The bereavement groups are held several times a year and involve attending six weekly sessions.

To find out more, call us on 13 11 20 or 1300 755 632 or email tsg@nswcc.org.au

There are many reasons to join and stay in a cancer support group.

Get a sense of belonging and be supported

People can often feel isolated and unsupported when they are diagnosed with cancer. By joining a support group, people can develop a sense of belonging and feel comfortable enough to share their feelings with those who have had similar experiences.

Many people who join support groups find that they give as much as they receive, which raises their confidence and their ability to cope.

Feel safe

People often feel that they must hide their feelings to protect others. In a support group, you can feel protected and safe to express your feelings.

Be empowered

People join support groups to not only look for encouragement and optimism but for inspiration, hope for survival and quality of life, and advice on how to get the best outcome.

Many support groups have a range of highly qualified speakers. Although many will be health professionals, other speakers include artists, writers, yoga instructors, welfare workers or massage therapists.

In a support group, people can feel empowered through their increased knowledge and understanding of cancer, research and treatments.

A place to relax

Support groups provide a safe place for people to relax and be at ease with others who understand what they are going through.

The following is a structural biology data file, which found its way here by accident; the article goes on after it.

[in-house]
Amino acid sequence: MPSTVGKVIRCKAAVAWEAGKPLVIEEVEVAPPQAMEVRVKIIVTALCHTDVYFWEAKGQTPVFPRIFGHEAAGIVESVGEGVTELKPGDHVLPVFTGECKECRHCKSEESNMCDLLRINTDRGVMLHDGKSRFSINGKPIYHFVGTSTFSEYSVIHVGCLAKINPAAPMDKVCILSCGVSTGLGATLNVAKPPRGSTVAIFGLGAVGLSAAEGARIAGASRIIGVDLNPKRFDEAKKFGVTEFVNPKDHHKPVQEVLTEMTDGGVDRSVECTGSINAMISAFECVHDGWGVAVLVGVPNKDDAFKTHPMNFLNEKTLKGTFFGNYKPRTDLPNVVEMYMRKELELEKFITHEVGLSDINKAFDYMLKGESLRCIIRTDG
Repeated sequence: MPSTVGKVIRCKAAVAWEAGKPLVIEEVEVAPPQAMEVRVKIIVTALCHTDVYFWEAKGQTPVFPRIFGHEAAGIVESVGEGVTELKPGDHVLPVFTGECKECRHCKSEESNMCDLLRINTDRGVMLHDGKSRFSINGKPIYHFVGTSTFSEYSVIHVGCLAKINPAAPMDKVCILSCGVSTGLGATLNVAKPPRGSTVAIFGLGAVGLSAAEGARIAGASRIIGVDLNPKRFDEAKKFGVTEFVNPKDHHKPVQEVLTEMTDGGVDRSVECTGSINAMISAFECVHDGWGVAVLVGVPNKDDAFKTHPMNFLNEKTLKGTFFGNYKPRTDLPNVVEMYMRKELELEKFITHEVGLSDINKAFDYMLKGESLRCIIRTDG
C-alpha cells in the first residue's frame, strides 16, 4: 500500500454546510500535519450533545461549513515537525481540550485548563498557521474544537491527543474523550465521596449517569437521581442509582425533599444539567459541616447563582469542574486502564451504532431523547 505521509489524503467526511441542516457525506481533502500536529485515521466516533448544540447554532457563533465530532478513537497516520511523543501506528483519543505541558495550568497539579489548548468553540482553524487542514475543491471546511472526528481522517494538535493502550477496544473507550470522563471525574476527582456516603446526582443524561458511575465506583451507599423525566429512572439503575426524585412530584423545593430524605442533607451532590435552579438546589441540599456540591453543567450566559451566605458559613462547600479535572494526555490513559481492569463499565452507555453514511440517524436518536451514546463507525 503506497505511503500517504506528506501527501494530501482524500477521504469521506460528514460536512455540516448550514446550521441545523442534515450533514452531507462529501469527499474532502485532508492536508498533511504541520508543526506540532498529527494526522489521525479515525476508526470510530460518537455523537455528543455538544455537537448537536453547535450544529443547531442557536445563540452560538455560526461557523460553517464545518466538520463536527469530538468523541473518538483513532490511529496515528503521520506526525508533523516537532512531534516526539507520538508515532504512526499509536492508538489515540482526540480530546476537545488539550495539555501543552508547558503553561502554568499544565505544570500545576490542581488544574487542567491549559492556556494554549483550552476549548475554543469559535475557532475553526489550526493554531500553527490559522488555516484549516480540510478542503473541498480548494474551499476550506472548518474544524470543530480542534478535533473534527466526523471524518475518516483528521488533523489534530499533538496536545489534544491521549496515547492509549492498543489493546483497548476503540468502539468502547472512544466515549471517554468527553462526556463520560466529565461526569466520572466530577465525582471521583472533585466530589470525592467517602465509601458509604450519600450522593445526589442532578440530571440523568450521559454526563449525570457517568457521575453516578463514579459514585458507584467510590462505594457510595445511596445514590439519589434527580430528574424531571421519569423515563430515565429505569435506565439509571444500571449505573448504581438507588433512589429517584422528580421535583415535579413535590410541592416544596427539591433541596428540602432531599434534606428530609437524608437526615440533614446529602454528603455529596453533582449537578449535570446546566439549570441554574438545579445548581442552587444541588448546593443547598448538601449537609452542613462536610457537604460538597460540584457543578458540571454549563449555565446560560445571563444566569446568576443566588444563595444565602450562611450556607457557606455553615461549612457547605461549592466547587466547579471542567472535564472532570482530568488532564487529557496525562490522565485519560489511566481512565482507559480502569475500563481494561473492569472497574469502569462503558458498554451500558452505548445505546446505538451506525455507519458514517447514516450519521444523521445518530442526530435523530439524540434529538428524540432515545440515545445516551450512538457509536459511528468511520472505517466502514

They can also allow an environment where people can feel comfortable to cry, laugh and joke – and just be themselves.

If you are interested in becoming a Cancer Connect peer support volunteer, phone 02 9334 1870 or 13 11 20 to speak with a Cancer Connect consultant.

You can also fill our form and we’ll be in touch.

We are committed to ensuring that patients have access to high quality, community-based support groups. We do this in many ways.

New groups

We will help you:

  • start your own group. If there isn’t a group nearby, contact Annette Beattie on (02) 9334 1919
  • identify the type of group that will best suit your interests and the needs of your local area
  • give practical advice on how to start up and promote a support group
  • link you with local health professionals and a Cancer Council regional office
  • sending you information about starting a group, including Cancer Support Groups – A guide to setting up and maintaining a group and Cancer Support Group Leader Training Workshops

Existing groups

We support existing support groups by:

  • promoting groups through 13 11 20 Cancer Information and Support
  • providing Cancer Support Group Leader Training Workshops for group leaders
  • providing information about cancer treatments and related issues
  • providing support through the nearest Cancer Council regional office
  • helping groups to apply for funding through councils, state and federal government and private organisations
  • providing occasional group telephone supervision for support group leaders
  • offering public liability insurance for support groups who meet in party premises. To enquire, contact Annette Beattie by phoning (02) 9334 1919 or emailing annetteb@nswcc.org.au.

Cancer Support group leader training workshops

We offer support, information, guidance and training to people involved in new or existing cancer support groups via the Cancer Support Group Leader Program.

The workshops are free of charge to attend. We offer three different workshops, each requires your commitment to attend a full day (9am to 4pm).

  • General Leader Training (for new leaders)
  • Grief, Loss and Change (for experienced leaders)

You can call us on 13 11 20 or fill out the form and we’ll contact you.